5. Group information

We’ve all been in a situation where we need to remember say a phone number or a car registration plate and don’t have a pen immediately to hand to write it down. Research has shown that if you ‘rehearse’ the information in groups of three, it can make a big difference to your ability to remember it. Try it for yourself. Take the number ‘145870236’ and try to remember it as a whole. Then break it down in to three groups – 145 870 236 – and see how much easier it is to remember!

6. Chunk it up

‘Chunking’ information is another useful strategy you can employ to help you remember things. If you are giving a talk or presentation, for example, try to break the information down into clusters. This will not only help you remember what you need to say – but will also make it easier for the audience to take in and retain what you’ve told them. This is a technique that can also be usefully applied to learning. If you break the details of what you are trying to learn into meaningful ‘chunks’ you will remember more of it.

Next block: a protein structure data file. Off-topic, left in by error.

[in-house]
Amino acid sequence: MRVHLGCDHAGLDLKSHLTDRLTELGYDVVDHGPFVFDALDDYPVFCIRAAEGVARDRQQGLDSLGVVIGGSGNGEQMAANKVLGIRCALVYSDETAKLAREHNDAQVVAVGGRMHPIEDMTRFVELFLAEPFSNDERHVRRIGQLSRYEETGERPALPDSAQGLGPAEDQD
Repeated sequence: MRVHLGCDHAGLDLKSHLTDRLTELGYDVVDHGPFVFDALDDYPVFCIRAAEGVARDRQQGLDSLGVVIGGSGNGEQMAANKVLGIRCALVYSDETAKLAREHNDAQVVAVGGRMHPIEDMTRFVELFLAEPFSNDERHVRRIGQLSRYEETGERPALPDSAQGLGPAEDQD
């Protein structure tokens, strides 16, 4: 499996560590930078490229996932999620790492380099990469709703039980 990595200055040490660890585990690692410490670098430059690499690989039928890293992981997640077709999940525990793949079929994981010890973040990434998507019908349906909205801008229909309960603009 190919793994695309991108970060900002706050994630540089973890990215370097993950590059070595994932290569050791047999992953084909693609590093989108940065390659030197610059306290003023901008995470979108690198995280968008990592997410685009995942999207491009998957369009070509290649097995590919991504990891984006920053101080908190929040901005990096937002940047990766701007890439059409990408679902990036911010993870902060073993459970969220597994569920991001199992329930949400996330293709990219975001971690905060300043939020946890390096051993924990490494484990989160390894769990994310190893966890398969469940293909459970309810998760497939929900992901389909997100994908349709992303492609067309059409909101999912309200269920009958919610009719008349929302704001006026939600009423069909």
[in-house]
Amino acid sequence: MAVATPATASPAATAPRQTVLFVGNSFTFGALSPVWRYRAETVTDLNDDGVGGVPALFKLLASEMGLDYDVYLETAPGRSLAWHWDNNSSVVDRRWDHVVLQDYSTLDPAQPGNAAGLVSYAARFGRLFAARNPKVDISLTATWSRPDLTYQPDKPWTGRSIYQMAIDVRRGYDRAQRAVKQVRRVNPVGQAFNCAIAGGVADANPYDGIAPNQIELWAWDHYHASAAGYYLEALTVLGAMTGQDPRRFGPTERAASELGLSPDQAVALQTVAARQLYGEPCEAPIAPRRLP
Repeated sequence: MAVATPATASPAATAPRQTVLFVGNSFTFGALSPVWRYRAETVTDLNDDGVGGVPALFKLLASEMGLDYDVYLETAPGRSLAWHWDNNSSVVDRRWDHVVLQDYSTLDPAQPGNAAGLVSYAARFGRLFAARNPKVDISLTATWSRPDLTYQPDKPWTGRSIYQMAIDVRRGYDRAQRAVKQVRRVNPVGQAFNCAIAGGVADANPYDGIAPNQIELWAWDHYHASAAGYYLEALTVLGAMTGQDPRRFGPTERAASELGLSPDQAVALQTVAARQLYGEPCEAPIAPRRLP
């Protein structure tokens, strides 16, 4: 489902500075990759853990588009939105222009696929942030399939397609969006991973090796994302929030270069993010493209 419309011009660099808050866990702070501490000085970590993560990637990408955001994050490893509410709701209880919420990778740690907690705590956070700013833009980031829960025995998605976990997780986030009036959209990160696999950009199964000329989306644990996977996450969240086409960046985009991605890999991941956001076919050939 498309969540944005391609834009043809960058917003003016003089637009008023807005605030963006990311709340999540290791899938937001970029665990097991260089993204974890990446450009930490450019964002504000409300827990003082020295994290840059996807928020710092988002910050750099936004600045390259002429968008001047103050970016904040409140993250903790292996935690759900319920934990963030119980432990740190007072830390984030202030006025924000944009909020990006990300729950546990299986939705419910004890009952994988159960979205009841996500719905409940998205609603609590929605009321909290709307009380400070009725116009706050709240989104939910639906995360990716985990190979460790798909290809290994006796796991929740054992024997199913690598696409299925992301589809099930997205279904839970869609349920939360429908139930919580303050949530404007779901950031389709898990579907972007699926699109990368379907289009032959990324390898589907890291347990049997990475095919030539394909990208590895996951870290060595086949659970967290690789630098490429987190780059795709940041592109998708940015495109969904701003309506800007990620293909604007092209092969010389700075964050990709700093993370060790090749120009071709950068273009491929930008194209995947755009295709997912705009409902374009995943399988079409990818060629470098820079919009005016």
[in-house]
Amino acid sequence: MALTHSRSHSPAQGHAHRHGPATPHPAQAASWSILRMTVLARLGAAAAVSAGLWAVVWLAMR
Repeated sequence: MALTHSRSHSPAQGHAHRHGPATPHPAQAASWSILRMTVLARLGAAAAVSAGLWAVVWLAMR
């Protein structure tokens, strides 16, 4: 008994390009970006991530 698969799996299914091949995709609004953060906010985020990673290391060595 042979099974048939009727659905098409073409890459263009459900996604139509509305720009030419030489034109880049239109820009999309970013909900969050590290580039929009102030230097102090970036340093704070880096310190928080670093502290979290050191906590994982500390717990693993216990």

7. Make it meaningful

We are more likely to remember information if it is meaningful to us. Some people, for example, can remember all the FA cup winners from the last 20 years. Others would find that almost impossible, but know the birthdays of all their friends. A good way to make information meaningful is to relate something you are trying to remember to something that you already know. You can ask yourself questions to encourage this process – ‘Why do I need to learn this?’, ‘How does this fit with what I already know?’ for example. Think beyond the facts and information being presented to you and consider why they make sense and then you are much more likely to remember them.

8. Pay close attention

When people complain that their memory is poor, it very often isn’t because of stress, lack of sleep or any underlying physiological issue – it’s often because they simply haven’t put enough time and energy into trying to remember the material. Be honest with yourself. How often have you blamed poor memory when you haven’t made any real attempt to remember information? Or do you create a self-fulfilling prophecy by telling yourself ‘I’m not going to be able to remember everyone’s name, so I’m not going to waste my time and effort trying’. Your ability to remember information will be much improved if you ensure you are paying proper attention and making a real effort to remember what you are being told.